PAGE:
In Cato's Letter no 62 ( 20 January 1722), Thomas Gordon explores the nature and extent of liberty. In the course of his discussion, he touches upon a topic generating much contemporary controversy: government mandated health care.
He first defines a general principle of liberty and government:
"Government being intended to protect men from the injuries of one another, and not to direct them in their own affairs, in which no one is interested but themselves; it is plain, that their thoughts and domestick concerns are exempted entirely from its jurisdiction."
He then applies this principle of health and personal responsibility for one's own well-being.
"Idiots and lunaticks indeed, who cannot take care of themselves, must be taken care of by others: But whilst men have their five senses, I cannot see what the magistrate has to do with actions by which the society cannot be affected; and where he meddles with such, he meddles impertinently or tyrannically. Must the magistrate tie up every man's legs, because some men fall into ditches? Or, must he put out their eyes, because with them they see lying vanities? Or, would it become the wisdom and care of governors to establish a travelling society, to prevent people, by a proper confinement, from throwing themselves into wells, or over precipices; or to endow a fraternity of physicians and surgeons all over the nation, to take care of their subjects' health, without being consulted; and to vomit, bleed, purge, and scarify them at pleasure, whether they would or no, just as these established judges of health should think fit? If this were the case, what a stir and hubbub should we soon see kept about the established potions and lancets? Every man, woman, or child, though ever so healthy, must be a patient, or woe be to them! The best diet and medicines would soon grow pernicious from any other hand; and their pills alone, however ridiculous, insufficient, or distasteful, would be attended with a blessing."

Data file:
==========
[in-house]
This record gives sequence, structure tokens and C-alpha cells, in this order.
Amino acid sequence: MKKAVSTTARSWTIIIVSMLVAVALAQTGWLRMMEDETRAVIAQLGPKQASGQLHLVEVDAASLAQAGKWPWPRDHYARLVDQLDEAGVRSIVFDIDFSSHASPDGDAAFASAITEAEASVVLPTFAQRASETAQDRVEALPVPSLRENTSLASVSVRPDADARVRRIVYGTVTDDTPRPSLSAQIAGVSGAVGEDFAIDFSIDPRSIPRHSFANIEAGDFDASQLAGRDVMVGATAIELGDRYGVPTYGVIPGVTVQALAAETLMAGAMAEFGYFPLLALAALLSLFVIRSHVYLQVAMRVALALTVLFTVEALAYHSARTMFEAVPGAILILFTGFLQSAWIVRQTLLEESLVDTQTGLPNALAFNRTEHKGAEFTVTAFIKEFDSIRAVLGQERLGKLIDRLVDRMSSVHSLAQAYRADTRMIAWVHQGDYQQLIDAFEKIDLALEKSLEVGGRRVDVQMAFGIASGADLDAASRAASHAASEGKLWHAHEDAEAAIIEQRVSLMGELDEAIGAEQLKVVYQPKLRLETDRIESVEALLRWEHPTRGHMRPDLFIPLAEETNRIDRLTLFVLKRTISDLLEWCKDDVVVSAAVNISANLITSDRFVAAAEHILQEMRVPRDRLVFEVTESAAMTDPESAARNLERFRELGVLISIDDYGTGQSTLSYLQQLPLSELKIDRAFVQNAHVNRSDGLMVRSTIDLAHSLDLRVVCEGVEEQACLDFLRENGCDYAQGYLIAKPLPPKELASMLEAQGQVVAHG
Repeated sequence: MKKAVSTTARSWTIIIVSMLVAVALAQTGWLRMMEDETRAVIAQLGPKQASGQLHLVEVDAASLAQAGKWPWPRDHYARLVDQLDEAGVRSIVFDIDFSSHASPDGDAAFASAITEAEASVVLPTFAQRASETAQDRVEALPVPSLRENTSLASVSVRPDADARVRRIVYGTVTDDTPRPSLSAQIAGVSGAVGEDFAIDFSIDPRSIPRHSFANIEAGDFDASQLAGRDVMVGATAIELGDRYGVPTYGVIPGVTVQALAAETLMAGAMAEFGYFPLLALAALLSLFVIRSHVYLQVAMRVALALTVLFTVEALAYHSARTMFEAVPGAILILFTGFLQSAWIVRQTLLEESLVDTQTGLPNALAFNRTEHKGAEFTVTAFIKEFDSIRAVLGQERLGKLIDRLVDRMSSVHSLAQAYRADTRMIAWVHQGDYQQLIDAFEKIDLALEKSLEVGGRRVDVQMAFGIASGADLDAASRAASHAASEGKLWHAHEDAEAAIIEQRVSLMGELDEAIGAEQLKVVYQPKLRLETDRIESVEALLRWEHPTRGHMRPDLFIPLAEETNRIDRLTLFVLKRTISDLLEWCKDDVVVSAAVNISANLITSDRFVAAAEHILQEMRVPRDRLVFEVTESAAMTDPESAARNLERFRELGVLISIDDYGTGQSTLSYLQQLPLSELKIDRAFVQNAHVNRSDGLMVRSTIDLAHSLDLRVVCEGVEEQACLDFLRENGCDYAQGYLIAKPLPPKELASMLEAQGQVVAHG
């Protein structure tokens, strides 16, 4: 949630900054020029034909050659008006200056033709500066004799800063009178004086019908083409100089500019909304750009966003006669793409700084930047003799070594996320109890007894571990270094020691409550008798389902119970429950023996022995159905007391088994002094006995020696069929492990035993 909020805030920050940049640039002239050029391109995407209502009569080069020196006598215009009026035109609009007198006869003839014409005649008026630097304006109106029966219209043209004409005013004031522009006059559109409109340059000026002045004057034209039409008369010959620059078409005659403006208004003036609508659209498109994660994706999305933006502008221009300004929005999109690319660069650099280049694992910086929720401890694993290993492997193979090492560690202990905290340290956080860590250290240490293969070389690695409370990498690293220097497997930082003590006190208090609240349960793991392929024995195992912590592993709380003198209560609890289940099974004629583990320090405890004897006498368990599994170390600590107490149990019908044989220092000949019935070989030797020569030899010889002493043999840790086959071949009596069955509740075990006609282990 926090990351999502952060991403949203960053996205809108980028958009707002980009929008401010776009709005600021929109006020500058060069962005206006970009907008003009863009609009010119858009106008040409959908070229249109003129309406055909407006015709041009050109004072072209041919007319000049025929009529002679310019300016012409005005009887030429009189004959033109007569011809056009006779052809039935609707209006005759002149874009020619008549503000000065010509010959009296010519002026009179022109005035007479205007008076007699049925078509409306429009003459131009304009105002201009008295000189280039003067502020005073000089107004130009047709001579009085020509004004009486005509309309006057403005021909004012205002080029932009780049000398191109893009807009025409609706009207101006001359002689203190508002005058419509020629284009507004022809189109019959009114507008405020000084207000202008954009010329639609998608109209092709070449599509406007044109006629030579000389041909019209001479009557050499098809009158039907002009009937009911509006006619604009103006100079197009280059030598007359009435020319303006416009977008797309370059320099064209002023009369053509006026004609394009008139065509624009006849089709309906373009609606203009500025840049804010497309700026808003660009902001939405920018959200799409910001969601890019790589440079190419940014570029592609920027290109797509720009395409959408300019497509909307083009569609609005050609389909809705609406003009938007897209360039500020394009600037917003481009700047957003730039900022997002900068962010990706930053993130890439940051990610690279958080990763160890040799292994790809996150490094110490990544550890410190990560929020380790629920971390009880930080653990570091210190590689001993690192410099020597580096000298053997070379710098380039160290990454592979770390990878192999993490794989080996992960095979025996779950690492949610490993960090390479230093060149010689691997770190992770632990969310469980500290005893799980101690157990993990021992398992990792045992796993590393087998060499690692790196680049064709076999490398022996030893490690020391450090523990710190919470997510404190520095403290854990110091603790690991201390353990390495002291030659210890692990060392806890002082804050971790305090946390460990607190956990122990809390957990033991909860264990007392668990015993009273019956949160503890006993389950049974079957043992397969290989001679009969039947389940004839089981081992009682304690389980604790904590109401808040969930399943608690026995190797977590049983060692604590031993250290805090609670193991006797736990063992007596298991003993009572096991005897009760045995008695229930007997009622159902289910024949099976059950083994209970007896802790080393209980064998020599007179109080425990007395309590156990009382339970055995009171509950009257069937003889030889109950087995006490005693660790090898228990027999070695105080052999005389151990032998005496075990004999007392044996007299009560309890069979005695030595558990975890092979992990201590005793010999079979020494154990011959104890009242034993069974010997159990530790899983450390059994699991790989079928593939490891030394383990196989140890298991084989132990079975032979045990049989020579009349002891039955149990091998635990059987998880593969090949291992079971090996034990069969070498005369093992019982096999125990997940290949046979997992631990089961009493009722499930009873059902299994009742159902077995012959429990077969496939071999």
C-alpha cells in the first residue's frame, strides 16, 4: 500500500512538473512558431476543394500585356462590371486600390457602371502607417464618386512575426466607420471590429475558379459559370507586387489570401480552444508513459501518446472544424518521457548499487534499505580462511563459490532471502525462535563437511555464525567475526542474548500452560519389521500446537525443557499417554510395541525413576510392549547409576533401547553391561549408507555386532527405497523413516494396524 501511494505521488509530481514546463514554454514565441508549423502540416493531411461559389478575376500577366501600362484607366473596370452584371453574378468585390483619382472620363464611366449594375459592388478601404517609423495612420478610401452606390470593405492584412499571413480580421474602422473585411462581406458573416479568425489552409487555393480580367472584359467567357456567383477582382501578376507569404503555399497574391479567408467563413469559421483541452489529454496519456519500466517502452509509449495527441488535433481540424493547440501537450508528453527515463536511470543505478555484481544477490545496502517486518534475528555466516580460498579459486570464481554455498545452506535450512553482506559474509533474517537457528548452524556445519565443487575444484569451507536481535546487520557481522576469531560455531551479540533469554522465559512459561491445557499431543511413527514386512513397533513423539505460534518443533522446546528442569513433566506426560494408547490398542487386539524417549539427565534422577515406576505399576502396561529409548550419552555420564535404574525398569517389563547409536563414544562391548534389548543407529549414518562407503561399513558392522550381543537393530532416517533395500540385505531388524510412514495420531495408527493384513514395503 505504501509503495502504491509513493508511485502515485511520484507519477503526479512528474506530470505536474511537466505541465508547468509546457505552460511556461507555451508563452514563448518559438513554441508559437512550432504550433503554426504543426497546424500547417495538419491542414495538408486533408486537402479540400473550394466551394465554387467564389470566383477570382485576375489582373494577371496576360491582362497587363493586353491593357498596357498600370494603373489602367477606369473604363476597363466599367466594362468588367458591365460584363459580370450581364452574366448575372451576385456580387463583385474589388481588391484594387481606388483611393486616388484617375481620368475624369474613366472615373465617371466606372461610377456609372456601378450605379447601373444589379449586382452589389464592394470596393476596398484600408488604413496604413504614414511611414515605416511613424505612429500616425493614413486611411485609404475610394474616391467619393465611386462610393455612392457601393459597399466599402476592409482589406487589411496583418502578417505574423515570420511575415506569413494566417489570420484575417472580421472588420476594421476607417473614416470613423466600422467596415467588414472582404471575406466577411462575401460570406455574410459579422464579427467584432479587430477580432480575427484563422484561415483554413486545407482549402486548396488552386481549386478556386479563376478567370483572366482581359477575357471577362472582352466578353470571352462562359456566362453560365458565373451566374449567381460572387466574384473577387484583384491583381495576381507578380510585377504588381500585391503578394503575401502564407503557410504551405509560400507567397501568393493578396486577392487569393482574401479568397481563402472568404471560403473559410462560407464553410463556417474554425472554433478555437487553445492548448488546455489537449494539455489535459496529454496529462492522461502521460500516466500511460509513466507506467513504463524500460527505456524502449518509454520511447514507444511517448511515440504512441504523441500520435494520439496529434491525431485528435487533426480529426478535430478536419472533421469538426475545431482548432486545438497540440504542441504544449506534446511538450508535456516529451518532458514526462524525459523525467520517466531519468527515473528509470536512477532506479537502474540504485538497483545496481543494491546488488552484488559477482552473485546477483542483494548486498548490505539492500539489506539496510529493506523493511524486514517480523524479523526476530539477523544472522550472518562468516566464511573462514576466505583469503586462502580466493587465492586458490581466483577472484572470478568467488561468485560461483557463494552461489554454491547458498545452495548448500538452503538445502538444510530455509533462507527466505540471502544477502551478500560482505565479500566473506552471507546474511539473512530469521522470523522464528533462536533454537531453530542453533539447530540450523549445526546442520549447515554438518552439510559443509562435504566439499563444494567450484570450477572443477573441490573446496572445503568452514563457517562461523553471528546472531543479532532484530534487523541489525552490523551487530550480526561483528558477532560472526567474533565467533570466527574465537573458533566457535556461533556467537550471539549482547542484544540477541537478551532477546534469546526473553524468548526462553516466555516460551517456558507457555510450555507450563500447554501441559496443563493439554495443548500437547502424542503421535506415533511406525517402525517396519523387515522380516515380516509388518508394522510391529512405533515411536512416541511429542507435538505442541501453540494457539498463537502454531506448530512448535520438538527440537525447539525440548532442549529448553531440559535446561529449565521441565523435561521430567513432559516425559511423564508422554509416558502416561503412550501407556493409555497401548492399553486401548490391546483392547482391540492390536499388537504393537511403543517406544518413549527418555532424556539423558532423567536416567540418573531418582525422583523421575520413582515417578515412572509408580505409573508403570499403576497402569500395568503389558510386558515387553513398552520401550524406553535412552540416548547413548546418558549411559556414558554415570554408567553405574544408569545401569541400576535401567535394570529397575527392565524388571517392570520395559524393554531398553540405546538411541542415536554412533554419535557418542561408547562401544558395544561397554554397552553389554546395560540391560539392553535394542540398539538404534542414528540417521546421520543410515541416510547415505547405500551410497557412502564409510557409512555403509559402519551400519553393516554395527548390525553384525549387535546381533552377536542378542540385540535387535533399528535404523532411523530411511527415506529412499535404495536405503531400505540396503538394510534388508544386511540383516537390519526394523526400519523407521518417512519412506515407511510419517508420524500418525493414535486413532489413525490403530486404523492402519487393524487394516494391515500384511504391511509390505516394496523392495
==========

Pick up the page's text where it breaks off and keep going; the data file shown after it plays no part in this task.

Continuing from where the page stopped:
According to Cato, people will generally seek their own self interest. If they fail to do so, they will justly suffer the consequences.
"Let people alone, and they will take care of themselves, and do it best; and if they do not, a sufficient punishment will follow their neglect, without the magistrate's interposition and penalties. It is plain, that such busy care and officious intrusion into the personal affairs, or private actions, thoughts, and imaginations of men, has in it more craft than kindness; and is only a device to mislead people, and pick their pockets, under the false pretence of the publick and their private good."
Government intervention, he concludes, if based more upon "craft than kindness."